The second reason I use the concept of a recursive public is that conventional publics have been described as “self-grounding,” as constituted only through discourse in the conventional sense of speech, writing, and assembly.6 Recursive publics are “recursive” not only because of the “self-grounding” of commitments and identities but also because they are concerned with the depth or strata of this self-grounding: the layers of technical and legal infrastructure which are necessary for, say, the Internet to exist as the infrastructure of a public. Every act of self-grounding that constitutes a public relies in turn on the existence of a medium or ground through which communication is possible—whether face-to-face speech, epistolary communication, or net-based assembly—and recursive publics relentlessly question the status of these media, suggesting [PAGE 9] that they, too, must be independent for a public to be authentic. At each of these layers, technical and legal and organizational decisions can affect whether or not the infrastructure will allow, or even ensure, the continued existence of the recursive publics that are concerned with it. Recursive publics’ independence from power is not absolute; it is provisional and structured in response to the historically constituted layering of power and control within the infrastructures of computing and communication.
For instance, a very important aspect of the contemporary Internet, and one that has been fiercely disputed (recently under the banner of “net neutrality”), is its singularity: there is only one Internet. This was not an inevitable or a technically determined outcome, but the result of a contest in which a series of decisions were made about layers ranging from the very basic physical configuration of the Internet (packet-switched networks and routing systems indifferent to data types), to the standards and protocols that make it work (e.g., TCP/IP or DNS), to the applications that run on it (e-mail, www, ssh). The outcome of these decisions has been to privilege the singularity of the Internet and to champion its standardization, rather than to promote its fragmentation into multiple incompatible networks. These same kinds of decisions are routinely discussed, weighed, and programmed in the activity of various Free Software projects, as well as its derivatives. They are, I claim, decisions embedded in imaginations of order that are simultaneously moral and technical.
By contrast, governments, corporations, nongovernmental organizations (NGOs), and other institutions have plenty of reasons—profit, security, control—to seek to fragment the Internet. But it is the check on this power provided by recursive publics and especially the practices that now make up Free Software that has kept the Internet whole to date. It is a check on power that is by no means absolute, but is nonetheless rigorously and technically concerned with its legitimacy and independence not only from state-based forms of power and control, but from corporate, commercial, and nongovernmental power as well. To the extent that the Internet is public and extensible (including the capability of creating private subnetworks), it is because of the practices discussed herein and their culmination in a recursive public.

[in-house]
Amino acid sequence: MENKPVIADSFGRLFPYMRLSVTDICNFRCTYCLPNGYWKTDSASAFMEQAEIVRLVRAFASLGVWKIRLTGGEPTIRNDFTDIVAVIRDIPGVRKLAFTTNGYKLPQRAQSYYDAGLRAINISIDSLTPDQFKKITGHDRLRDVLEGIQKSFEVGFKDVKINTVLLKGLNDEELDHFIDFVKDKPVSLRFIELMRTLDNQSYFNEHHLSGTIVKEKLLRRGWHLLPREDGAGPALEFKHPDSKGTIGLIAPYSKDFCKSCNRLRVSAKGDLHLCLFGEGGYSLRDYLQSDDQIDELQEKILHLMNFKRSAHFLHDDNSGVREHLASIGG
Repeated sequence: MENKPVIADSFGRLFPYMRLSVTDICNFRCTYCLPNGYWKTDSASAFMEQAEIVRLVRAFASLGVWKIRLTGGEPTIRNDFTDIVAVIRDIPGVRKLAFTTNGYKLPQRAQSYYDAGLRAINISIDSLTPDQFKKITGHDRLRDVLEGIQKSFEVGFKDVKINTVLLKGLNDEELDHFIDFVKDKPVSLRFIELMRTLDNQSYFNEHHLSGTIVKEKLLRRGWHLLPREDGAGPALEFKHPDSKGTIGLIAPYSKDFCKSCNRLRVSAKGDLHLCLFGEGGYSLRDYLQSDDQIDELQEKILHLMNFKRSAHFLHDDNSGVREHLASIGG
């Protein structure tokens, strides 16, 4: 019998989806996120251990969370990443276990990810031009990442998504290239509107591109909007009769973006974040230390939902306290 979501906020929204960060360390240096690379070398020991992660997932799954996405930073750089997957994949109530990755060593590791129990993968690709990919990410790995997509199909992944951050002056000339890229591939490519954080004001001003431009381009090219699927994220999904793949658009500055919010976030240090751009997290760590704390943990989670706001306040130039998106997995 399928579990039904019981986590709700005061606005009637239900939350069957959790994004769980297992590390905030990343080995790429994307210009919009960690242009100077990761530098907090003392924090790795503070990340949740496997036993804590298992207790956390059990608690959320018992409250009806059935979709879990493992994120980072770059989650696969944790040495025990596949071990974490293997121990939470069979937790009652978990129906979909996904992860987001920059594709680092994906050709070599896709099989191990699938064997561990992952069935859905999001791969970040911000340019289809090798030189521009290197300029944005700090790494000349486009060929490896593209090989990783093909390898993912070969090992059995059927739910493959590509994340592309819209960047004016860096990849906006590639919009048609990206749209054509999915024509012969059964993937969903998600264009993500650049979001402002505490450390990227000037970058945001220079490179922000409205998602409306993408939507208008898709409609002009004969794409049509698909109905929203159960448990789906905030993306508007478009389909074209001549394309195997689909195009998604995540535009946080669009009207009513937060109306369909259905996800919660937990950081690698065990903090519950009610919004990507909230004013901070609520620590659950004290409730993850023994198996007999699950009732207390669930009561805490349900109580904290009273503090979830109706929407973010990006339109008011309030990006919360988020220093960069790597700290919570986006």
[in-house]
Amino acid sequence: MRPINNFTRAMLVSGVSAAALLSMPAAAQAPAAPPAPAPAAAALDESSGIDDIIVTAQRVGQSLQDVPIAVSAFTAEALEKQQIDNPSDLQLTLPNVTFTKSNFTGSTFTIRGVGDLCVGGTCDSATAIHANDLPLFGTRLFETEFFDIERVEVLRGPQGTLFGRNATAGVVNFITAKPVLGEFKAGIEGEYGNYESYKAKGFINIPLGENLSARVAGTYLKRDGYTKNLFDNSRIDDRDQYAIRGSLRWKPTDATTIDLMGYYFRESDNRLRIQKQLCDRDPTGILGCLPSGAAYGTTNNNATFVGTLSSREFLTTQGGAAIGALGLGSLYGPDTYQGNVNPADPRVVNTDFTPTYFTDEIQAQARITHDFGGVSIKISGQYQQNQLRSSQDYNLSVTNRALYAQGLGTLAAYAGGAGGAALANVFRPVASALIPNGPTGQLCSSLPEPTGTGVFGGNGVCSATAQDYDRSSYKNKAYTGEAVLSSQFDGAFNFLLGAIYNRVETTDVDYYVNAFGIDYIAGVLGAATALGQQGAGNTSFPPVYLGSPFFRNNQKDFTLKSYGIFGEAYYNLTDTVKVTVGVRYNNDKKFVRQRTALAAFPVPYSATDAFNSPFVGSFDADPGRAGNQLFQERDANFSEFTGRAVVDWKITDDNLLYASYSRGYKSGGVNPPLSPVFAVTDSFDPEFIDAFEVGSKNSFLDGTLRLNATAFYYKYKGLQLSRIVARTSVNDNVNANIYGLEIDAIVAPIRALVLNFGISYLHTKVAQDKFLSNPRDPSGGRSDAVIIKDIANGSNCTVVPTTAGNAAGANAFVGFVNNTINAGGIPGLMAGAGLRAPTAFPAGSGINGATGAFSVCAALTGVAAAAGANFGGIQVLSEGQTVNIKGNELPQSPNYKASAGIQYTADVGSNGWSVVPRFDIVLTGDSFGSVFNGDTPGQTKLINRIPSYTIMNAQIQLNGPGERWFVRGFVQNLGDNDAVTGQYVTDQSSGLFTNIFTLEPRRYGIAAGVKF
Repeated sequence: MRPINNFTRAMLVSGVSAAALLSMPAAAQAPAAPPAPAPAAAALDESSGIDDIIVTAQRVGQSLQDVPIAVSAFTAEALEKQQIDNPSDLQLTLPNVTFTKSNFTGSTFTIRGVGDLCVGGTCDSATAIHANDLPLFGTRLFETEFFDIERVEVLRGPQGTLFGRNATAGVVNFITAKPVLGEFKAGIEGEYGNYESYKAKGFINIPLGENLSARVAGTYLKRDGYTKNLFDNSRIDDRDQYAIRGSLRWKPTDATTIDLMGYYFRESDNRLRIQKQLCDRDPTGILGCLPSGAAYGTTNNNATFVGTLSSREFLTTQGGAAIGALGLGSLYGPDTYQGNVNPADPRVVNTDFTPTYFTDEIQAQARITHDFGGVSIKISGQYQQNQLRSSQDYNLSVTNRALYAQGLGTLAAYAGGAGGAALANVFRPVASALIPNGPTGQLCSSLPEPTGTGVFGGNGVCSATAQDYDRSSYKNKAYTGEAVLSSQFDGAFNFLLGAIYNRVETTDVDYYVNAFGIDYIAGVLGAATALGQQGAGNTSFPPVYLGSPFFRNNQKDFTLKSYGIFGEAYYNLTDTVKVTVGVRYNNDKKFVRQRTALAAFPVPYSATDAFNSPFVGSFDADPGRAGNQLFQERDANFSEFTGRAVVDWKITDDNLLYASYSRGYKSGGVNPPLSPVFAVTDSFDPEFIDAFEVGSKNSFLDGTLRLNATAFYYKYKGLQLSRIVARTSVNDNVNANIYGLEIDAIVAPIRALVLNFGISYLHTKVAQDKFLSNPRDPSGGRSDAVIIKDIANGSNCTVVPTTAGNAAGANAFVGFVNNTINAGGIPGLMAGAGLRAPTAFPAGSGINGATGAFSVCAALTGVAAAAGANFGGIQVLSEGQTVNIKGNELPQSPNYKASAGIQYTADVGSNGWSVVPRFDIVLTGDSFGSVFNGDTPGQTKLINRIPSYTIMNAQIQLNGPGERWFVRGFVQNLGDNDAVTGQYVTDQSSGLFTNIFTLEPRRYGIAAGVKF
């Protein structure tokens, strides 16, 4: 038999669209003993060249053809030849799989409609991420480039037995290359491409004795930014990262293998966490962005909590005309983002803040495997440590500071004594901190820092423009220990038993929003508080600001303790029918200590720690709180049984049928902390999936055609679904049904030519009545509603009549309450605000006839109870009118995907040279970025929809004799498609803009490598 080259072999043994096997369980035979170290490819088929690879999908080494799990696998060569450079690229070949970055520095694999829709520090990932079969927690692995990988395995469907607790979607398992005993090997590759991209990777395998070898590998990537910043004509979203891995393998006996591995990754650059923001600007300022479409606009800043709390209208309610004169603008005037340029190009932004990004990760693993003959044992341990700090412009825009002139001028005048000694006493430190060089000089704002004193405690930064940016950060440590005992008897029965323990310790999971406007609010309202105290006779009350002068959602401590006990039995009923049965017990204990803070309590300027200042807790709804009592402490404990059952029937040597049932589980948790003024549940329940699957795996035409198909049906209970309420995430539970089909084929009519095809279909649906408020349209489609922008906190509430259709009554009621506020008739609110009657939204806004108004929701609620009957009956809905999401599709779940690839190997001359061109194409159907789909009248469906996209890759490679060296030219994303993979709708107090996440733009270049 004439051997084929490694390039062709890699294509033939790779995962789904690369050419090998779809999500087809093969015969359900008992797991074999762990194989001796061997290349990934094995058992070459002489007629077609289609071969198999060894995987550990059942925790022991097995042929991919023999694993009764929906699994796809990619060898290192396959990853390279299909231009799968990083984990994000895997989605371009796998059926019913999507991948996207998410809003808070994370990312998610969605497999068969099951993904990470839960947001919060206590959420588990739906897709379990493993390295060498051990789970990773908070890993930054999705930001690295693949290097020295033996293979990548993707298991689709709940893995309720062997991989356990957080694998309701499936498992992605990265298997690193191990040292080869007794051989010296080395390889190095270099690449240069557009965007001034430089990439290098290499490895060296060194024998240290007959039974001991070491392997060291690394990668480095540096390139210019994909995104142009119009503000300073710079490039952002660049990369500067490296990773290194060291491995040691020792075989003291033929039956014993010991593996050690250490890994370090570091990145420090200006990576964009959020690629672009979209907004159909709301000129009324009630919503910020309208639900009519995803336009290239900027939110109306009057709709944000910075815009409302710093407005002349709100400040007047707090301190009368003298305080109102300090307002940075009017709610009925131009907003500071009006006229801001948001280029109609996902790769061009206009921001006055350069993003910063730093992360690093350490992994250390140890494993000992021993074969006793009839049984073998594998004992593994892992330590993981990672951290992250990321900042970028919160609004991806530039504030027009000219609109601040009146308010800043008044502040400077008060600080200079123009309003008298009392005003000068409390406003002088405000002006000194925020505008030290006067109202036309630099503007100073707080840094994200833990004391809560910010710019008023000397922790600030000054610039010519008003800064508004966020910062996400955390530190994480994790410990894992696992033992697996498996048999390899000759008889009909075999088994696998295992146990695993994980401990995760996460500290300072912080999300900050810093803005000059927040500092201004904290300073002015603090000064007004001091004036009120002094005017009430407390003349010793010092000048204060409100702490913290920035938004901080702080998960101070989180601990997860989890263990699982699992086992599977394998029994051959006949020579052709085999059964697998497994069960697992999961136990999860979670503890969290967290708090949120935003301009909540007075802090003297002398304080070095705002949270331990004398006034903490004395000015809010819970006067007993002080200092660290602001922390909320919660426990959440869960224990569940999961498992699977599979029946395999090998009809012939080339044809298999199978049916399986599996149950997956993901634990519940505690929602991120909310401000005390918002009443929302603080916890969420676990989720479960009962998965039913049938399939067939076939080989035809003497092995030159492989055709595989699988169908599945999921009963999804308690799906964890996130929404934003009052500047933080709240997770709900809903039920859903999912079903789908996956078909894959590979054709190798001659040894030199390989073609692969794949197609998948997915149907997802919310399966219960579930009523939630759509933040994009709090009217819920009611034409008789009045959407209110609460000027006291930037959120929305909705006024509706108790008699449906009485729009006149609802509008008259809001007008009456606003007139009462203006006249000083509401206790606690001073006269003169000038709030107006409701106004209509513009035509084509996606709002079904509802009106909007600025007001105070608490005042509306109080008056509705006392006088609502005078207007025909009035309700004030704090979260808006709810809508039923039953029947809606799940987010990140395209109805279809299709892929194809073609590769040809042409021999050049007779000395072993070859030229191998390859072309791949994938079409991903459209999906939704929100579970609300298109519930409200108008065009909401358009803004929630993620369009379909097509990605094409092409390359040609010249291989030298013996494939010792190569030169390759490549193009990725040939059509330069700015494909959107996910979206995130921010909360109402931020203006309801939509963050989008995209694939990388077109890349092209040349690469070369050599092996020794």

Recursive publics respond to governance by directly engaging in, maintaining, and often modifying the infrastructure they seek, as a public, to inhabit and extend—and not only by offering opinions or protesting decisions, as conventional publics do (in most theories of the public sphere). Recursive publics seek to create what might be understood, enigmatically, as a constantly “self-leveling” level playing field. And it is in the attempt to make the playing field self-leveling that they confront and resist forms of power and control that seek to level it to the advantage of one or another large constituency: state, government, corporation, profession. It is important to understand that geeks do not simply want to level the playing field to their advantage—they have no affinity or identity as such. Instead, they wish to devise ways to give the playing field a certain kind of agency, effected through the agency of many different humans, but checked by its technical and legal structure and openness. Geeks do not wish to compete qua capitalists or entrepreneurs unless they can assure themselves that (qua public actors) that they can compete fairly. It is an ethic of justice shot through with an aesthetic of technical elegance and legal cleverness.
The fact that recursive publics respond in this way—through direct engagement and modification—is a key aspect of the reorientation of power and knowledge that Free Software exemplifies. They are reconstituting the relationship between liberty and knowledge in a technically and historically specific context. Geeks create and modify and argue about licenses and source code and protocols and standards and revision control and ideologies of freedom and pragmatism not simply because these things are inherently or universally important, but because they concern the relationship of governance to the freedom of expression and nature of consent. Source code and copyright licenses, revision control and mailing lists are the pamphlets, coffeehouses, and salons of the twenty-first century: Tischgesellschaften become Schreibtischgesellschaften.7